Thursday, 21 October 2010
That changed when I went to my annual scrapbooking retreat with the lovely MK Scrappers - a whole weekend doing nothing more than scrapping, chatting and laughing with friends. These are some of the layouts I made that weekend:
I do love it when two of my 'worlds' collide and a great example are some of my layouts documenting my most recent race: the Disneyland 1/2 marathon in September:
I still have much work to do to complete the Disneyland album but now that I've started it, I feel like I've got momentum and will eventually complete it (much like I felt in the actual race!) I plan to also scrapbook photos about the rest of my trip to Disneyland and to include the vast amount of ephemera I brought back with me... I've also been given a lot of embellishments and papers from generous friends back in the USA (you know who you are!) and I am loving them! It's so nice to be able to produce such a Disney-fied album for a change, with all the Mickey cutouts, papers and lovely borders. Thanks guys - you are so kind and I am very, very grateful.
At the end of the second day, I'd produced quite a few layouts. When we are done, we put them up in boards around the room and I must say I was taking over one of them, as you can see here:
Thursday, 7 October 2010
I’m telling you this not because I’m showing off, but because every one of those visits is burned into my memory and I can recall almost to the day what we saw, where we went and what we did.
However, when it comes to Disneyland – I can barely remember anything. I know I’ve been before but other than vague memories about being there as a small child (one or two years old) maybe once more when I was a teen (or twice?) and a visit to Disney’s California Adventure around 12 years ago, I can barely recall details. Even for my latest visit I can’t even remember what hotel we were in, how long we stayed in Anaheim or anything! I do remember the park though, but the visit itself is pretty fuzzy in my mind.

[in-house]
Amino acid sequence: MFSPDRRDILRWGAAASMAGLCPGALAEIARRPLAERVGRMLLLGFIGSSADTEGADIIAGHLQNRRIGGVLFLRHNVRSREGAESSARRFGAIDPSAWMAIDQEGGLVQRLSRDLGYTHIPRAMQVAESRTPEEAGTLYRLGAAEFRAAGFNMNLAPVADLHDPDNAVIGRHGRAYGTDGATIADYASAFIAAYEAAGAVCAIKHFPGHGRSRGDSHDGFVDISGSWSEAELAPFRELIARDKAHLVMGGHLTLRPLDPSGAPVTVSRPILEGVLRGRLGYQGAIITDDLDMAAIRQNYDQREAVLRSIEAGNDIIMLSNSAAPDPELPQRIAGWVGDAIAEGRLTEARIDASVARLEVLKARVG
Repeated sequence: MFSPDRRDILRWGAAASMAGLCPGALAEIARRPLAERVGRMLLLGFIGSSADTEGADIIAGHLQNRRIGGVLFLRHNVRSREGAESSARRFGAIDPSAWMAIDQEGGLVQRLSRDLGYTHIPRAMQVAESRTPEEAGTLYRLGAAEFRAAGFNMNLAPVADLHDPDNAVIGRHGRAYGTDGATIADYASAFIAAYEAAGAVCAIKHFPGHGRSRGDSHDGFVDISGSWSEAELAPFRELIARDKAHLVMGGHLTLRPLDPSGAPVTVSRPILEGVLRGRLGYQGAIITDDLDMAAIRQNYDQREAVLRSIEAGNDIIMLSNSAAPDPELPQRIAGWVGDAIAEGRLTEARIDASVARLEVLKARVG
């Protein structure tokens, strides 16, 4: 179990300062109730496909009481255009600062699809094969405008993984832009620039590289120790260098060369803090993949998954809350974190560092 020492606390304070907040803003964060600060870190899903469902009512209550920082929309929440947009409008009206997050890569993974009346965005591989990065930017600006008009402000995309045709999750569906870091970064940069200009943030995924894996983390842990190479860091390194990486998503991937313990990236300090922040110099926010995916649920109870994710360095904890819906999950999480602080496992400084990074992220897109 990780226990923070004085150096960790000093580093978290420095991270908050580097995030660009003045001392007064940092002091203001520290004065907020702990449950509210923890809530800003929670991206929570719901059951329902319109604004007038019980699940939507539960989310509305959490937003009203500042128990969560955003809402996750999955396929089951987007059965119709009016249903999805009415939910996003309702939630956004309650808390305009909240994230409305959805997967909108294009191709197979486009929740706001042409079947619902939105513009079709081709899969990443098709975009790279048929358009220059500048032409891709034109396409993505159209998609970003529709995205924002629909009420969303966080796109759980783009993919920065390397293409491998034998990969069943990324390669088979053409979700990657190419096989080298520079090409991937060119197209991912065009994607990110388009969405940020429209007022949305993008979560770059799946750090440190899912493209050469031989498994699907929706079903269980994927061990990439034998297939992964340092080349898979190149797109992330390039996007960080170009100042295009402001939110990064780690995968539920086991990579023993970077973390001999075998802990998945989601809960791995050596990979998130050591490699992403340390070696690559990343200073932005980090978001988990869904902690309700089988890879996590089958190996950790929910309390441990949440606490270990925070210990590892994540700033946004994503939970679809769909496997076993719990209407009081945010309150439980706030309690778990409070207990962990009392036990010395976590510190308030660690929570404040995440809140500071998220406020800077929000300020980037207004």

So when I arrived in LAX last September and got on the bus that took me to Disneyland, it was pretty much a brand-new visit for me. I knew that the likelihood of returning to the Disneyland resort was pretty slim, so I wanted to make sure that I made the most of the time I had and planned to spend all my downtime (when not racing or with friends) inside a park. I spent 5 days visiting the parks and it was a wise decision.
Disneyland is an interesting park for me – not so much for the attractions themselves (as almost all of them exist in a slightly better version in another Disney park somewhere) but for the history it has. Disneyland is after all the world’s first theme park, the first Disney Park and the only one that Walt actually visited. So as much as I think Disneyland Paris is beautiful, Tokyo Disneyland is unique and Walt Disney World is amazing – Disneyland is like no other.
But when I had visited Disneyland in the past, I was totally unaware of any of this and merely walked around it like it was any other Disney park, merrily ignoring the layer of historical significance I was to find so amazing a few decades later. It is fair to say that in my last visit I fell in love with Disneyland and all that it means.
When Disneyland was being built, there was no template to draw from and the Imagineers wrote the rule book as they went along. They didn’t know the huge numbers of guests that would need to be accommodated so the walkways are narrow, twisty and very charming. Disneyland is full of nooks and crannies, every one with its own personality and a joy to discover. Main St is almost my favourite place, because it just feels like a real place, somehow, because these shops have been here for such a long time and they have that slightly cramped feeling that is very ‘real’.